Rubinstein’s The Demon, Almost Forgotten, Is Rediscovered with a Major European Tour

SpainSpain Rubinstein, The Demon: Liceu Orchestra and Chorus / Mikhail Tatarnikov (conductor), Gran Teatre del Liceu, Barcelona, 5.5. 2018. (JMI)

The Demon © A. Bofill
The Demon © A. Bofill

Demon – Egils Silins
Tamara – Asmik Grigorian
Prince Sinodal – Igor Morozov
Prince Gudal – Alexander Tsymbalyuk
Sinodal’s servant – Roman Ialcic
Angel – Yuriy Mynenko
Tamara’s maid – Larisa Kostyuk
Messenger – Antoni Comas

Director – Dmitry Bertman
Sets and Costumes – Hartmut Schörghofer
Lighting – Thomas C. Hase

These performances of Anton Rubinstein’s The Demon mark the opera’s premiere at the Liceu; it was, however, staged in Barcelona in 1905 at the Teatro Novedades. Although the opera has arrived at the Liceu with some delay, it was well worth the wait.

Rubinstein (1829-1894) was an important musician in his day, alternating his activity as a pianist with conducting and composing. He wrote almost 20 operas; some were lost, and most of the rest have been forgotten. The Demon, which premiered in 1875 at the Mariinsky in St. Petersburg, was well received, and it was staged throughout Europe, often in the Italian version. In fact, it was the first opera to reach 100 performances at the Mariinsky. Unfortunately, in the twentieth century it fell into oblivion, and there have been few occasions in recent years to see it. Among them were performances in the 1990s at the Wexford Festival, and at the Bolshoi in Moscow in 2015 with Dmitri Hvorotovsky in the title role. He was to have starred in the Barcelona run, which is now offered as a tribute to his memory.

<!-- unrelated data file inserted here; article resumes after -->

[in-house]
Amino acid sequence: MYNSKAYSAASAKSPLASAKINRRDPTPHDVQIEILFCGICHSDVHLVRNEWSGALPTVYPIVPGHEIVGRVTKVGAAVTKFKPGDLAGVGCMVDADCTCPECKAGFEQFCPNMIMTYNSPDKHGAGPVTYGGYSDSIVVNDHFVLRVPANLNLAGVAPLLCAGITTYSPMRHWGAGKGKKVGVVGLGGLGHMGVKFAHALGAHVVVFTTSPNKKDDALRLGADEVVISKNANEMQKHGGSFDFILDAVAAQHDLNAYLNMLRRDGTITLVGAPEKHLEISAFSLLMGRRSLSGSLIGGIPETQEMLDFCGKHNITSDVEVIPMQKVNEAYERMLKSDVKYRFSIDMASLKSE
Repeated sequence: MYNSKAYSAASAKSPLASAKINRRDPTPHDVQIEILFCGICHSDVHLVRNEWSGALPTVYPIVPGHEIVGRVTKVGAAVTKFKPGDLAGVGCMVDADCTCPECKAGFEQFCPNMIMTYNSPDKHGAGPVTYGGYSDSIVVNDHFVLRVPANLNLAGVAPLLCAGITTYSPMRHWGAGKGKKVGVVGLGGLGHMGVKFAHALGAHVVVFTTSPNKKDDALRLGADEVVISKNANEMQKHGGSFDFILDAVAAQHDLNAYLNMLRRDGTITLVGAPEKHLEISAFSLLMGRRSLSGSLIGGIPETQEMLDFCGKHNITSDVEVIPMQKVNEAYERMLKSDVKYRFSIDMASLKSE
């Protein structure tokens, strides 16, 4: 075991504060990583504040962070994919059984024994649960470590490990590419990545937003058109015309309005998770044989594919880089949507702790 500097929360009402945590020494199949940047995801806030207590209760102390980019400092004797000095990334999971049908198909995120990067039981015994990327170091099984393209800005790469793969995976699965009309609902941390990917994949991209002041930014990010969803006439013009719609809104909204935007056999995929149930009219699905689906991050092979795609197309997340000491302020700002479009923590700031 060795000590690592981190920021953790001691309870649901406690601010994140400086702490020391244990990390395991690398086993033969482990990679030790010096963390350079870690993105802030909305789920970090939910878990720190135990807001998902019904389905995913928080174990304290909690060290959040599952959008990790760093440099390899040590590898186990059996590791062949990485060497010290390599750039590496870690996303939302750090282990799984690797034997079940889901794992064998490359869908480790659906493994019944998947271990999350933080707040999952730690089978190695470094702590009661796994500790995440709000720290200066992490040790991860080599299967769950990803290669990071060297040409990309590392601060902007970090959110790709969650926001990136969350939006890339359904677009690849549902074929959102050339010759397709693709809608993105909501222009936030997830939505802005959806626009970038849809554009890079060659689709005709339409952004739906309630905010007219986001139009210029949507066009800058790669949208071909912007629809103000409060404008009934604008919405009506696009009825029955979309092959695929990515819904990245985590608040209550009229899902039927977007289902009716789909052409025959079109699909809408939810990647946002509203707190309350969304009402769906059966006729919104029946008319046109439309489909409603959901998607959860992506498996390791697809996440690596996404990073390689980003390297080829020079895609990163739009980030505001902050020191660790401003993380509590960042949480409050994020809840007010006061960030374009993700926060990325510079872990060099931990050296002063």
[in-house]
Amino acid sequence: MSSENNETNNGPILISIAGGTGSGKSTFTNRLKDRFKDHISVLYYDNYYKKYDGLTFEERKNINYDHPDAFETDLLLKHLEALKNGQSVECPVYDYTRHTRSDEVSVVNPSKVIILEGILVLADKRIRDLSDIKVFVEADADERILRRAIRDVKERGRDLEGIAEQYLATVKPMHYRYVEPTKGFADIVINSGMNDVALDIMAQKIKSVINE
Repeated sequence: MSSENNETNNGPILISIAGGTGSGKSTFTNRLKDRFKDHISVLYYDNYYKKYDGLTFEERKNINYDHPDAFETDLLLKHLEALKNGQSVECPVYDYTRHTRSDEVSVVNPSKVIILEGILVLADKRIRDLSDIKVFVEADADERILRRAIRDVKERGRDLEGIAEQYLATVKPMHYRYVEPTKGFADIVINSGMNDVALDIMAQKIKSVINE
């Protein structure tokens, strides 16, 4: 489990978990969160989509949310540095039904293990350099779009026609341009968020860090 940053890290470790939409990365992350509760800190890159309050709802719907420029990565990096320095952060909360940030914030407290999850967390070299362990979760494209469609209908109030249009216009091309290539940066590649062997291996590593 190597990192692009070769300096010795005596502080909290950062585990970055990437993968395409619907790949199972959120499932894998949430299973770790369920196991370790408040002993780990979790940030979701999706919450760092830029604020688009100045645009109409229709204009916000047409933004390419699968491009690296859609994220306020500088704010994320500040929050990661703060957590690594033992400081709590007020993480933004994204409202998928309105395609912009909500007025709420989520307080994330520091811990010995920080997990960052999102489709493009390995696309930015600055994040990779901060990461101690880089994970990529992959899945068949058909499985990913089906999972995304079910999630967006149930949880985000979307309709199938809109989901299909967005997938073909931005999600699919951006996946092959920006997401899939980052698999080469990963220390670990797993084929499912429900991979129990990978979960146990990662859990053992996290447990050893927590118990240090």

The opera has many musical strengths and some moments of real vocal brilliance for the main characters. Four European opera houses have joined in this revival, and one can expect a brighter future for The Demon.

Dmitry Bertman’s staging is a fairly simple yet effective one. The set consists of a large wooden tunnel that goes from the front to the back of the stage; at the back is a huge balloon, where images are projected that relate to the atmosphere of the different scenes. The costumes are modern, and the lighting is outstanding.

Bertman’s solid direction focuses the drama on the opposition of the Demon and the Angel, the former aged, with white hair and dressed in black, and the latter the exact opposite. In this production, the part of the Angel is interpreted by a countertenor.

Mikhail Tatarnikov’s reading was admirable, and he conducted with both energy and delicacy, as they were required. I have seen him conducting in Bordeaux and in Vienna and found him excellent in Russian opera, but I was less convinced by his interpretations of Mozart. Here, undoubtedly, he was in his element, and the result was very positive. The orchestra and chorus were both impressive.

The role of the Demon was sung by bass-baritone Egils Silins, who gave a fine performance in terms both of acting and singing. However, Dmitry Hvorotovsky was missed. Tamara was played convincingly by Asmik Grigorian. Her voice is nicely projected, she sings with emotion, and the result here was excellent.

Tenor Igor Morozov gave life to Prince Sinodal, Tamara’s fiancé, who dies at the end of the first act. Alexander Tsymbalyuk, with his ample and attractive bass voice, made a good impression as Prince Gudal, Tamara’s father. Countertenor Yuriy Mynenko did well in the role of the Angel.

Roman Ialcic as Sinodal’s Servant had a somewhat modest voice. Mezzo-soprano Larisa Kostyuk was correct as Tamara’s Maid, and tenor Antoni Comas was a convincing Messenger.

José M. Irurzun

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